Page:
I am very proud of her.
Her overall progress has been especially dramatic for me recently because I've been looking at old tweets and social media updates through Timehop each day. Timehop is a service that basically takes this calendar day and delivers to you a digest of what you tweeted or posted to Facebook on this day each year in the past. Recently, I've been re-experiencing those first few weeks of school in the past, and I've been reading just how difficult it has been for her:
I'm so very grateful that we have come to a place where A. can better handle herself in a school setting. I'm so very grateful that, instead of "faking sick" and asking to come home over every little headache and sniffle, that she actually reached the point last year where she earned perfect attendance. And I'm so very grateful that I've only received one phone call from school so far this year, and it wasn't even a very big situation.
Please don't misunderstand me - A. still doesn't seem to get much enjoyment from school at all, and I still wish she shared my dorky enthusiasm for learning new things. But at least she doesn't seem to loathe it quite as much. And considering that she's attending her first year of high school, and that there are so many new and different situations to deal with, I'm very impressed that she's doing so well. She had so much anxiety about going to high school in the first place that I hope she can appreciate how awesome it is that she's doing so well, that it hasn't been the struggle that she was anticipating, and that I was fearing.
Of course, we are still only a month in to our new routine, which mean it could still be anybody's game. But I am hopeful for A.'s success, and I am excited about her future.
It hasn't always been easy to get A. to watch new movies. Even now, she still doesn't like going to the theater, and whenever anyone makes a suggestion of a movie for her to watch, she'll still watch several scenes from the film on YouTube before she will sit down and take in the whole movie in order to be better prepared. However, she is much more willing to watch movies I suggest. I guess we've had so much success with movies I've suggested in the past that she finally trusts my tastes. In addition to that, she has finally started suggesting her own choices for us to watch.
To be fair, I've done a lot over the years to encourage movie viewing. We've never been a big television family, so it's rare to see the TV on at all during the day and, in fact, when we go to other houses, A. requests that the TV be turned off, simply because she's not used to it. So, in order to get her to enjoy watching stuff together as a group, I've always made "movie night" a big deal we always order her favorite pizza (cheese) from her favorite delivery service (Domino's), and we always pile up together on the couch to watch the film. Sometimes, I may also add Coca-Cola and popcorn into the mix. It's a sort of a bribe, of course, but it's also just become part of the "movie night" routine over the years and I look forward to these treats just as much as A. does.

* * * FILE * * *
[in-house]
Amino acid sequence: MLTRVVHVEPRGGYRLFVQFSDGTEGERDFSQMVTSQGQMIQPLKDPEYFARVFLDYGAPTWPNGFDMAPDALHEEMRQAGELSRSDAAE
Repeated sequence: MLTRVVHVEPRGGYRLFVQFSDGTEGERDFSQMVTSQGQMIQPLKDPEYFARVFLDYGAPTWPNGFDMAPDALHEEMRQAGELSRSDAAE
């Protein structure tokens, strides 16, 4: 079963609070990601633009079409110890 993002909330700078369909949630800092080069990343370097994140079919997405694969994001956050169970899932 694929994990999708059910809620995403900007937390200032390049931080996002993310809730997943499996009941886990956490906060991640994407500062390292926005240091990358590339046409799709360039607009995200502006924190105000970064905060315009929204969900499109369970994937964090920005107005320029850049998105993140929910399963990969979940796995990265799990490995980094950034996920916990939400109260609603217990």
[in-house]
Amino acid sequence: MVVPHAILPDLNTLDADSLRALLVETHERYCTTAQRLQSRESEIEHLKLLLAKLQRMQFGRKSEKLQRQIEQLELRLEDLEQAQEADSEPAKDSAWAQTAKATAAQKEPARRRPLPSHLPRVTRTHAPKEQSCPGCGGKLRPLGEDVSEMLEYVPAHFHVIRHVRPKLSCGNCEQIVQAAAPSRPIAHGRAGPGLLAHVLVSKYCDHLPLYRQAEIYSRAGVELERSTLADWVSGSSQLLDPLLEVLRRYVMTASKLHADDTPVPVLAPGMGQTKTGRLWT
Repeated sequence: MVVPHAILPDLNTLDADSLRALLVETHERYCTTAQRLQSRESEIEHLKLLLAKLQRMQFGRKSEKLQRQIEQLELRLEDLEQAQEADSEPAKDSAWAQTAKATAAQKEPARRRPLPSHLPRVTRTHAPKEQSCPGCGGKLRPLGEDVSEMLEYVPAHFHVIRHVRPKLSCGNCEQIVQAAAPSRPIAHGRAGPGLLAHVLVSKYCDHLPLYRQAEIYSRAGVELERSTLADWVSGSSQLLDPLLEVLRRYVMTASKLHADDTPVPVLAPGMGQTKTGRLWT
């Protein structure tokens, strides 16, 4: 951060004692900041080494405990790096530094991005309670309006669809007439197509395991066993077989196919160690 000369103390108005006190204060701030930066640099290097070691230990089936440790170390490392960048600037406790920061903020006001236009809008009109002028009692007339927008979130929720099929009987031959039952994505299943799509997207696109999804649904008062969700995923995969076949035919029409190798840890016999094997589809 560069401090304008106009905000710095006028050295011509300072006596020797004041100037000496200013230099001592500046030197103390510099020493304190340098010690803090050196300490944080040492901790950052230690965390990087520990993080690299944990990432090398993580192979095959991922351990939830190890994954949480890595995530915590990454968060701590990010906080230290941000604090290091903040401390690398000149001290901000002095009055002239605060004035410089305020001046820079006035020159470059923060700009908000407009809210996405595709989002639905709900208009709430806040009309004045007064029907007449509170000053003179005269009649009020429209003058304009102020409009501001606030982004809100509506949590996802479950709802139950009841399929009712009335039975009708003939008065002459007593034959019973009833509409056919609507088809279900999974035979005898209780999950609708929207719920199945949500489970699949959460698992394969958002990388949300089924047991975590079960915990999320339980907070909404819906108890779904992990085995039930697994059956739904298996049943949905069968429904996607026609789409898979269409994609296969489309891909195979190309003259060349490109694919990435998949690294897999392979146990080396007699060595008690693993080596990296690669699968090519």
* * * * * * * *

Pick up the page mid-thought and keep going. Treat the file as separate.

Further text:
Recently, A. expressed interest in seeing the new Lego movie. This was interesting for a couple of reasons. Number one, it's a relatively new film, and A. doesn't usually show much interest in pieces of new cinema. Number two, it wasn't a suggestion that came from me. (I suspect it may have been a suggestion from one of her Internet friends, but I don't have data to confirm that suspicion.) At any rate, we watched The Lego Movie as a recent family movie night pick, and we all fell in love with the film.
I don't want to give anything away for anyone who may not have already seen the movie, but there are parts of the film that are very emotional. They aren't emotional in a very blunt or obvious way. The film uses subtlety to tug at your heartstrings in certain places and make you think about relationships between parents and children, and what a vital role imagination plays in that capacity. I looked over to my daughter during this part of the movie, and she was wiping away tears. It was amazing to me that she was showing such an appropriate emotional reaction. It was at the appropriate point in the film, it wasn't "over the top," and A. commented on how the film made her feel. A. has a tendency to gravitate to pure comedy because other emotional reactions have made her feel uncomfortable in the past. The fact that she was able to parse this information without issue was surprising and heartwarming.